tion, it is said.
4 V"
Washington .... Ejept. fl.—An Income
tax increase qfMalf of one per cent
and a reduction pf the minimum ex
emption froiri-'W.jiOO to $2,000 and the
maximum' exemption from S4,000 to
$3,000 were tentatively agreed upon
yesterday by democratic members of
the ways arid mfsane committee who
are framing th». emergency revenue
bill to raise $10l|,000,000. It is esti
mated that the proposed income tax
changes would: produce $35,000,000
In deciding: on the income tax in
creases the coipmlttee considered the
fact that revenue from this source
would not be' available until next July,
but the opinion Was general that the
Increased revenue, from other sources
would meet any deficit until that time.
Under the proposed changes the In
come tax would be one and one-half
per cent on incomes of single persons
In excess of $2,000 and the same on
married persons In excess of $3,000.
In addition
one-half per cent In­
crease would ]be added pro rata in ac
cordance witfr.the increased taxes on
incomes In excess of $20,000.
More jjiquor Tax.
The committee agreed also that the
increased tax op beer and malt liq
uors should be fixed at E0 cents a bar
rel, bringing in $35,000,000. On do
mestic wines?ah extra tax of 20 cents
a gallon wlll ralse $10,000,000. Dis
tilled spirits will escape an extra tax
but it. was decided to tax rectified spir
its 2 cents a gallon, realising $2,000,
Opponents of fn 'Increased ttuc on
*ht Keys: sra# "tnt's-- fftflii' axter'"ttir««
"balloteM-had/ hieen-l tfcken.
to lev^r to sd'dltionai} tax of J6 efent»
and 15 'cents a gallon were defeated.
On a proposal to make the tax ten
cents''a gallon there was a tie vote.
'Finally it was agreed to' make the tax
apply only to rectified spirits at 2
The committee ls' said also to have
agreed tentatively on a tax on railroad
freight in lieu of a tax on railroad
tickets. Such a tax would be collected
by the railroads an deasily adminis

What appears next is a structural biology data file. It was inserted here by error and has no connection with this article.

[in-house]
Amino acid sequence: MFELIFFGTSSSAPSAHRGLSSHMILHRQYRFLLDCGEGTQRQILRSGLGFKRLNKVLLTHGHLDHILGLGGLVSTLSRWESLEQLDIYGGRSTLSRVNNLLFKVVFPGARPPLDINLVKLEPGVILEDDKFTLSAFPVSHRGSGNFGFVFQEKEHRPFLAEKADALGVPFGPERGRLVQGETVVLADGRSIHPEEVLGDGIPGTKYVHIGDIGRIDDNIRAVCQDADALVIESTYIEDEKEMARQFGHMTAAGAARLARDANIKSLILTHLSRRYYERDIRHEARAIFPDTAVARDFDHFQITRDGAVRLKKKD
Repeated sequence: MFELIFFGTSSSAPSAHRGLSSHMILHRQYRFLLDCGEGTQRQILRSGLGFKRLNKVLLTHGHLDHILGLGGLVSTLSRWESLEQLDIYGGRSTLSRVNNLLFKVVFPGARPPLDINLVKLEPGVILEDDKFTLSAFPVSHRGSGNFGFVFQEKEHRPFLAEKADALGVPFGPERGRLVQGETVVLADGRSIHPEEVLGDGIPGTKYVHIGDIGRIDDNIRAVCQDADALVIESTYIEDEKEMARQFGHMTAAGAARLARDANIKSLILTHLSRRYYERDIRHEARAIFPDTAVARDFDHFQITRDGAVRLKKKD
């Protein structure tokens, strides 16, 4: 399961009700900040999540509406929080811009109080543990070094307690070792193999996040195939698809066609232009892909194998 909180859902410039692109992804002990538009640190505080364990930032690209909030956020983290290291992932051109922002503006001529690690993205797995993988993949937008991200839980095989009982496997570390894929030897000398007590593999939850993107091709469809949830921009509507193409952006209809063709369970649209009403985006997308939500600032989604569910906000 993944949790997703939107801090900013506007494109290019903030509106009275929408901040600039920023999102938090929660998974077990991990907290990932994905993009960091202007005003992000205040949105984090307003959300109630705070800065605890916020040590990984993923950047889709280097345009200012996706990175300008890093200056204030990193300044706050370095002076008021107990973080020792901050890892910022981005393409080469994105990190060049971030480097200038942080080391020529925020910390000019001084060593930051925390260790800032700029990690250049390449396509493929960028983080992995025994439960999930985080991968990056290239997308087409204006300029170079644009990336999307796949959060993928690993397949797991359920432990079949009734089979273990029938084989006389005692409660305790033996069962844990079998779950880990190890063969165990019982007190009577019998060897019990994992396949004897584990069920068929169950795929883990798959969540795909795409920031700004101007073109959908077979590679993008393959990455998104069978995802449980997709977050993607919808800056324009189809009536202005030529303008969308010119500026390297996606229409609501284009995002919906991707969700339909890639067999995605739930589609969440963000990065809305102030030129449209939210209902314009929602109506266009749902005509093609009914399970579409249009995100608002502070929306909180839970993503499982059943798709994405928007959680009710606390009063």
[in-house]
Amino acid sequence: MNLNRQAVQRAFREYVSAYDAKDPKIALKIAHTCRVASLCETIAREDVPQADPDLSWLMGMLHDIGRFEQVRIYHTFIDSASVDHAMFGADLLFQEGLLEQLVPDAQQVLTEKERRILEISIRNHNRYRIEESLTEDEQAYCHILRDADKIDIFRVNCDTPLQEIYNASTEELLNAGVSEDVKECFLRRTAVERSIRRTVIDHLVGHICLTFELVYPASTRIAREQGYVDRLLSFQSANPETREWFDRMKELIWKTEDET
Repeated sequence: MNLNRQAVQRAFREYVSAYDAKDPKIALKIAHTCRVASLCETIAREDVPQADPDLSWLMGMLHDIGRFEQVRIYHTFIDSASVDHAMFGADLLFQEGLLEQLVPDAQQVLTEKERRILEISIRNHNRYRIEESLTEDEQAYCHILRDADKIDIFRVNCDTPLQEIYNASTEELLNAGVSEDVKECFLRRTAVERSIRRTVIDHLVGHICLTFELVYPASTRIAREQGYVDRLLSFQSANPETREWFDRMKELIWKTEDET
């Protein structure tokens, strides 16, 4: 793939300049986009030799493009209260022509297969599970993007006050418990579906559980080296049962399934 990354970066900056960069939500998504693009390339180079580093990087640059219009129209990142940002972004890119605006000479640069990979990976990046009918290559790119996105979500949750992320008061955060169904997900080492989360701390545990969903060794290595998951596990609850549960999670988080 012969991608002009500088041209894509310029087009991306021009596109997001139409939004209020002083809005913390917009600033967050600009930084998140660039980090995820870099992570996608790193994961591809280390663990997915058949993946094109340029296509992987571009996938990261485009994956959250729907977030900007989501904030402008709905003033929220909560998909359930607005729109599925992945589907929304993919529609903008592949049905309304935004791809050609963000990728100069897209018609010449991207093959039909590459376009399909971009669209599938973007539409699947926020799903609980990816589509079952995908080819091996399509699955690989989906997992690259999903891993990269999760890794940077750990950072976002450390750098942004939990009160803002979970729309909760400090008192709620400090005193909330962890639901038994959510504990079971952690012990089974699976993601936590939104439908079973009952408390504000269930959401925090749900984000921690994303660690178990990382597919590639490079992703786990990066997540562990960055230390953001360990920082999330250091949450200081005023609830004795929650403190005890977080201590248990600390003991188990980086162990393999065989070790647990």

tered. The rate proposed, it was re
ported, was 2 per cent.
At the conclusion of an all-day con
ference it was agreed not to tax to
bacco products, automobiles .gasoline
amusement tickets, magazines and
many other articles and commodities
which had been proposed, the in
creased income tax averting the neces
sity of levying against these articles.
The committee will meet again Thurs
Railroads Desire Public to
Take more Sympathetic At
titude Toward Them.
Washington, Sept. 9.—President
Wilson was asked by a committee of
railroad executives to address an ap
peal to the country that the people
take a more sympathetic attitude to
ward the railroads. The committee
told Wilson that he could do much
to remove the antagonism, which, to
gether with the European war, the
railroad men said, is caUsin* the rail
roads great difficulty in meeting their
:.l'.-vi,'.^' .'-:
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Democrats, ^Framing Emerg
ency Bill, Betide to Make
InccM^ tevy Higher.
& *&
New Attorney General Re
ports on New Haven Case
—To Begin Legal Fight
Washington, Sept. 9.—Attorney
General Gregory attended his first
cabinet meeting yesterday. He brought
up the New Haven railroad situation
and the investigation being made into
the Increased oost of foodstuffs, and
reported to the president that progress
was being made on both questions.
The department of Justice probably
will begin its effort to secure indict
ment of New Haven officials for crim
inal violation of the Sherman anti
trust act during the present week. It
became known yesterday that the de
partment has rented offices in New
York which will be opened within a
few days by F. M. 6wacker, one of
the assistants in the New Haven case.
Attorney General Gregory, who, as
special assistant to Mr. McReynolds
had the entire oase In charge, will
not participate directly In this prase
of it.
The agreed decree in the civil dis
solution case probably will not be
finally ready for signature until next
week. Several minor points remain
to be settled.
Purchase of German Ships May Bring
About Complications.
Washington, Sept. 9.—"Fears are
expressed that we will Involve our